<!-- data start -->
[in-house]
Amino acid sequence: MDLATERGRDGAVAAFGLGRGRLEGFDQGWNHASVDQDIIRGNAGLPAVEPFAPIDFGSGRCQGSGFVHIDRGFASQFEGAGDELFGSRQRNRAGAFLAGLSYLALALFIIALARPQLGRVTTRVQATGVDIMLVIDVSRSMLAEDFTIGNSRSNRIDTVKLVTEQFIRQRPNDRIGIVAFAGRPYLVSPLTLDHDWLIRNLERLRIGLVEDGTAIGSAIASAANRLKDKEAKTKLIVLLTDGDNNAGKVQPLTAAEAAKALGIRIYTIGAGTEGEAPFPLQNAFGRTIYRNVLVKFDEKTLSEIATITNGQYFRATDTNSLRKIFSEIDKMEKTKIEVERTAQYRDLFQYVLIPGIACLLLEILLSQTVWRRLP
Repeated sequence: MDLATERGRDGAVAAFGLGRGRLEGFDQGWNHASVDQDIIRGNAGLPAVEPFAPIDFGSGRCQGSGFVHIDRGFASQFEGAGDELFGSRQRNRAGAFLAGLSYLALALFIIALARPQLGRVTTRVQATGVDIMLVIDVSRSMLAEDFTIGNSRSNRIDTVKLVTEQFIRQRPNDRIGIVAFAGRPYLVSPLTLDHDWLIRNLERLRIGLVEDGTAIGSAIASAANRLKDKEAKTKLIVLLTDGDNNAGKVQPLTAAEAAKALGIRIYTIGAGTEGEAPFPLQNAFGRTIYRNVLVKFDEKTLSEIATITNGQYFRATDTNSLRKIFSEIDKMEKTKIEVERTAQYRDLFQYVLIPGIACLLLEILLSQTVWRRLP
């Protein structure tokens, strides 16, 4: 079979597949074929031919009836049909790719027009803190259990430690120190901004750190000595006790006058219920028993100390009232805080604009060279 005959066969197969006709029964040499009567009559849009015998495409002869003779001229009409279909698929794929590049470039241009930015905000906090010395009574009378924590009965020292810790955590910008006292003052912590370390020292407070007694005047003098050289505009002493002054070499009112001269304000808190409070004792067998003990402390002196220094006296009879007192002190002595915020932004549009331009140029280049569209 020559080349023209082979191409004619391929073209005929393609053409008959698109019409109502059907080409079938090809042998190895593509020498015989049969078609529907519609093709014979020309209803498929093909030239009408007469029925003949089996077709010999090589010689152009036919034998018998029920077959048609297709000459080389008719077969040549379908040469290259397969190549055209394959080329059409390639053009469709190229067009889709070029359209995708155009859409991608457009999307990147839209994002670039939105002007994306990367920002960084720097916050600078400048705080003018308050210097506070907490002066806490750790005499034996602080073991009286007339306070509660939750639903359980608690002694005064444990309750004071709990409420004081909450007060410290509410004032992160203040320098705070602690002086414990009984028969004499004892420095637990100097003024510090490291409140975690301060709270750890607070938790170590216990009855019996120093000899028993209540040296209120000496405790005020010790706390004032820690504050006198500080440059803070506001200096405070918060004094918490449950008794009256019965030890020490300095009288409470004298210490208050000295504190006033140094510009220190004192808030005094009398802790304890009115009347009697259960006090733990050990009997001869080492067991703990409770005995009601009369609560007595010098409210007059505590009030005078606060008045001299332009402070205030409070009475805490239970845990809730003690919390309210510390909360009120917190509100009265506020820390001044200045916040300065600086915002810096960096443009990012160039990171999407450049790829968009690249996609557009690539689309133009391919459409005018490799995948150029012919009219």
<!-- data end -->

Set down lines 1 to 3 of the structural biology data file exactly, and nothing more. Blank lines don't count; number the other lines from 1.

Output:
[in-house]
Amino acid sequence: MDLATERGRDGAVAAFGLGRGRLEGFDQGWNHASVDQDIIRGNAGLPAVEPFAPIDFGSGRCQGSGFVHIDRGFASQFEGAGDELFGSRQRNRAGAFLAGLSYLALALFIIALARPQLGRVTTRVQATGVDIMLVIDVSRSMLAEDFTIGNSRSNRIDTVKLVTEQFIRQRPNDRIGIVAFAGRPYLVSPLTLDHDWLIRNLERLRIGLVEDGTAIGSAIASAANRLKDKEAKTKLIVLLTDGDNNAGKVQPLTAAEAAKALGIRIYTIGAGTEGEAPFPLQNAFGRTIYRNVLVKFDEKTLSEIATITNGQYFRATDTNSLRKIFSEIDKMEKTKIEVERTAQYRDLFQYVLIPGIACLLLEILLSQTVWRRLP
Repeated sequence: MDLATERGRDGAVAAFGLGRGRLEGFDQGWNHASVDQDIIRGNAGLPAVEPFAPIDFGSGRCQGSGFVHIDRGFASQFEGAGDELFGSRQRNRAGAFLAGLSYLALALFIIALARPQLGRVTTRVQATGVDIMLVIDVSRSMLAEDFTIGNSRSNRIDTVKLVTEQFIRQRPNDRIGIVAFAGRPYLVSPLTLDHDWLIRNLERLRIGLVEDGTAIGSAIASAANRLKDKEAKTKLIVLLTDGDNNAGKVQPLTAAEAAKALGIRIYTIGAGTEGEAPFPLQNAFGRTIYRNVLVKFDEKTLSEIATITNGQYFRATDTNSLRKIFSEIDKMEKTKIEVERTAQYRDLFQYVLIPGIACLLLEILLSQTVWRRLP